Rubio’s op-ed was written before the final vote on February 5th, but it predicted correctly that the bill would receive “a bipartisan supermajority” in the Senate. Anything having to do with Israel normally receives such “supermajorities” from congressmen who are intimidated, or expecting to be raptured shortly or on the Israel Lobby payroll.
The op-ed’s author comes out swinging, declaring that critics have “echoed false claims made by anti-Israel activists and others that the bill violates Americans’ First Amendment rights. That line of argument is not only wrong but also provides cover for supporters of the Boycott, Divestment and Sanctions movement, who embrace an international campaign of discriminatory economic warfare against Israel, a fellow democracy and America’s strongest ally in the Middle East.”
One supposes that “anti-Israel activists” consist of that increasing number of Americans who want to see Israel held accountable for its war crimes and crimes against humanity. Yes indeed, a boycott is “discriminatory economic warfare” using peaceful and non-threatening means to bring about change. And no, Israel is neither a democracy nor an ally of the United States. Has the Senate approved a treaty of alliance with Israel, Marco? You’re in the Senate and should know the answer to that one.
Rubio goes on to claim that “the goal of the movement is to eliminate any Jewish state between the Jordan River and the Mediterranean Sea.” Wrong again Marco. Even if some BDS supporters might like to see that, it is not a “goal of the movement.” The movement is non-violent and Israel has a large army that would make such an objective a fantasy.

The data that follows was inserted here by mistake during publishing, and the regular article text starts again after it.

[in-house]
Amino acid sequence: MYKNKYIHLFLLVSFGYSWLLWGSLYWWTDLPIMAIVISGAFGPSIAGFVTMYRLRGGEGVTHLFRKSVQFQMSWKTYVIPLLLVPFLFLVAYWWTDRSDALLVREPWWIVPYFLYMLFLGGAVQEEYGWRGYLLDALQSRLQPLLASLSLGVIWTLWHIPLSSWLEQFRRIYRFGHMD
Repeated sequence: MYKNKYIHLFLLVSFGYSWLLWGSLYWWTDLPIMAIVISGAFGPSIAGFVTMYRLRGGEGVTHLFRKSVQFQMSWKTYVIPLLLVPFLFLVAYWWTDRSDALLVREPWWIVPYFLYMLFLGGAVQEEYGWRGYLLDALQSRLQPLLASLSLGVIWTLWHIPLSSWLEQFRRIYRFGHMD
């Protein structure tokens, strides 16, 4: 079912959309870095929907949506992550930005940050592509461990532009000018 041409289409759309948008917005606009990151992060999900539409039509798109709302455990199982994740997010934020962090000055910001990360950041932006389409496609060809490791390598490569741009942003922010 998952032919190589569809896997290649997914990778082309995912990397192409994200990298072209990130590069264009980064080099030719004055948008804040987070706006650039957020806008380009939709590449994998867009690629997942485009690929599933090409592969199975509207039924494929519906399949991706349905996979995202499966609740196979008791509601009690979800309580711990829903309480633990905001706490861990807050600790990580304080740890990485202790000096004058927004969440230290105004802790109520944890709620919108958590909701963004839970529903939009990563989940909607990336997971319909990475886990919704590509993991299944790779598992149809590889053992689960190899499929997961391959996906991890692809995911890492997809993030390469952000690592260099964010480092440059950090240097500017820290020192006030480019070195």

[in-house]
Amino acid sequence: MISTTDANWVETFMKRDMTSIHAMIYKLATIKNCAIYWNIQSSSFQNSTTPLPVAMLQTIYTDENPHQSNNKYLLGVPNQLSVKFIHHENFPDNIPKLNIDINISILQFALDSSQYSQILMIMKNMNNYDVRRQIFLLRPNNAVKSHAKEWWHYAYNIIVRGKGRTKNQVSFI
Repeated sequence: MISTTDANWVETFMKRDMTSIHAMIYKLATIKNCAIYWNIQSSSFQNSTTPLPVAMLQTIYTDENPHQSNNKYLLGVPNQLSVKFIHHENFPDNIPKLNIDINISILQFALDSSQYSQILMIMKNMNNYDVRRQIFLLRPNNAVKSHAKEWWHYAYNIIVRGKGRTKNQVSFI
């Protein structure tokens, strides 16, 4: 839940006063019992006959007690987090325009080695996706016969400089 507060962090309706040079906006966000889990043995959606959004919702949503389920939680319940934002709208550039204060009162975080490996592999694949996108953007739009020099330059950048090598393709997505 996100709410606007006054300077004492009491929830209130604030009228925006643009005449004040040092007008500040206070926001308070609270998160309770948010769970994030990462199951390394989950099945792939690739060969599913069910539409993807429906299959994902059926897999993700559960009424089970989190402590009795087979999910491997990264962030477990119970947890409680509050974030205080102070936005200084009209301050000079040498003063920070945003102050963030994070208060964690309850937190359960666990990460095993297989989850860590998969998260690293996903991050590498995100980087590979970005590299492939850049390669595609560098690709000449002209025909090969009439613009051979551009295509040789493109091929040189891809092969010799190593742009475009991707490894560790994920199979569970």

The author then describes how “While the First Amendment protects the right of individuals to free speech, it does not protect the right of entities to engage in discriminatory conduct. Moreover, state governments have the right to set contracting and investment policies, including policies that exclude companies engaged in discriminatory commercial- or investment-related conduct targeting Israel… That’s why, since 2015, more than 25 states, including Florida, have adopted laws or issued executive orders to divest from or prohibit contracts with companies that wage discriminatory economic warfare against Israel.” Wrong again Marco. Free speech includes supporting discriminatory conduct. The American Civil Liberties Union has addressed the issue succinctly, arguing correctly that “Public officials cannot use the power of public office to punish views they don’t agree with. That’s the kind of authoritarian power our Constitution is meant to protect against.” And several state laws protecting Israel from the First Amendment have already been ruled unconstitutional.